[RFI] RFI to a Home Theater System

dgsvetan at rockwellcollins.com dgsvetan at rockwellcollins.com
Fri Feb 27 12:22:18 PST 2009


One comment regarding the Line Conditioner:  Even if the unit actually 
provides 75 dB common mode rejection at 1 MHz, that all goes away as a 
useless expense if you do not preserve the "cleaned up line" between the 
Line Conditioner and the sub-woofer.  In order to keep things clean, the 
sub should be connected directly to the conditioner by a shielded power 
cord, made as short as possible, with BOTH ends of the shield tied to 
earth ground (meaning that the Line Conditioner and the sub would have to 
have a common chassis ground).  Since these are conditions that are not 
likely to occur, it would be a lot more useful to put the common mode 
filtering directly at the power input of the sub. 

One more thing:  not only does it sound as if the power line needs common 
mode filtering, but the audio lines feeding signal to the sub should also 
be fitted with common mode filtering or you may not notice any useful 
effects at all.  Good luck.

Since the victim (sub) is not yours, it is obvious that your choices are 
limited.  Keep in mind that there are 2 other ways to help resolve the 
problem that you do control:  distance from your antenna (relocate antenna 
or use different type of antenna) and power applied to the antenna.  Short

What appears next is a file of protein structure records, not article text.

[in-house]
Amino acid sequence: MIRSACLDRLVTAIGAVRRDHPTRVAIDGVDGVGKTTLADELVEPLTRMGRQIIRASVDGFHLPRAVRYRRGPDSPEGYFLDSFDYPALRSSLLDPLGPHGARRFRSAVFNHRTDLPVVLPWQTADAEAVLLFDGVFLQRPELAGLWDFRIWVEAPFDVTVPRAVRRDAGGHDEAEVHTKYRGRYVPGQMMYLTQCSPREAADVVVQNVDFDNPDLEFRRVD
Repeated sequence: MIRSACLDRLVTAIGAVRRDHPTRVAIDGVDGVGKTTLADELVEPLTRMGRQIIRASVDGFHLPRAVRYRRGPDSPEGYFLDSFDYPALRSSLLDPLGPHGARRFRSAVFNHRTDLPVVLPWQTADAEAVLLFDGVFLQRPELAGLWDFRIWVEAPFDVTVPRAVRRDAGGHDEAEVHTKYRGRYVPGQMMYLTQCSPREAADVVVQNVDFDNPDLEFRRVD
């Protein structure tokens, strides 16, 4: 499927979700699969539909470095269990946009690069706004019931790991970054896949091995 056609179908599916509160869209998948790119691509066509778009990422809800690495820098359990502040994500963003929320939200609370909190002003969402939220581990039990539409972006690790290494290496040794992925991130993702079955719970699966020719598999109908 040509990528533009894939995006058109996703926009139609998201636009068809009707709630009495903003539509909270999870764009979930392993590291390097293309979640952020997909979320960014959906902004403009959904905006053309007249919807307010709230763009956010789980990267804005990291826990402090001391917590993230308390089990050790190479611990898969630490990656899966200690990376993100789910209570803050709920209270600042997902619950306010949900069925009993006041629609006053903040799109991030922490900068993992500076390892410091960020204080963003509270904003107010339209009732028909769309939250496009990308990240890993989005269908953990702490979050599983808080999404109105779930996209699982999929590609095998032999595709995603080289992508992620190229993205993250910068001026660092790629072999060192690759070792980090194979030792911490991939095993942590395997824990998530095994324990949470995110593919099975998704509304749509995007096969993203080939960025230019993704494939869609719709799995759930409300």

of buying your neighbor a sub that has better RFI characteristics, those 
two factors are about the only other way to mitigate the problem if the 
applied filters are not enough.  From what you say about 75 watts being a 
trigger point, and assuming that you wish to use 1 kW to 1.5 kW, you have 
a roughly 13 dB problem.  That should be doable, but applying that much 
filtering/reduction at the sub may entail  some "ugly" fixes on the back 
of the unit.

73, Dale


Ed Richardson <ed_richardson at shaw.ca> 
Sent by: rfi-bounces at contesting.com
02/27/2009 01:09 PM

rfi at contesting.com

Re: [RFI] RFI to a Home Theater System

Well this problem does not appear to be going away any time soon. As a 
recap, RFI to neighbor's Polk Audio subwoofer on all bands with any more 
than about 75 watts. Separation is 75-100' from antennas.

Neighbor is not very cooperative but has
granted me a small window to install some filters after he returns from a
Mexican vacation. I want to make optimal use of this time so I want to 
as much as possible ahead of time. I have read Jim Brown’s article as well 
as W1HIS’s
web article.  I have
armed myself with 100 of the 2.4”OD mix 31 rings as well as 30 of the big 
on units.

 I am also
considering bringing over a Tripplite Line conditioner, that supposedly 
has a 75
db of common mode rejection at 1MHz on the AC line.This sub
woofer is so sensitive, that it howls when a 5 watt UHF portable is keyed 
up in
the same room. The engineers at Polk Audio have been able to reproduce the 
in their lab and short of placing the amp in a Faraday cage, they have no
suggestions. (Jim Brown I have passed along your name and article to 
them-thanks for the offer)

What methods have others found most useful? Using binocular configurations 
or simple wound torroids with 10-14 turns? Are we looking at multiple 
fiter types to solve the problem?
In this case, the audio input to the sub is via a shielded coaxial cable 
(The higest quality/cost bestest in the world, Monster cable). Removing 
this cable from the sub does not correct/improve the problem. This makes 
me think that the RFI is coming in via the AC line or directly through the 
non shielded case.
Would differntial mode filters likely also be required?
 Any other hints
on placement of filters and the configurations you found most useful would 
be appreciated/


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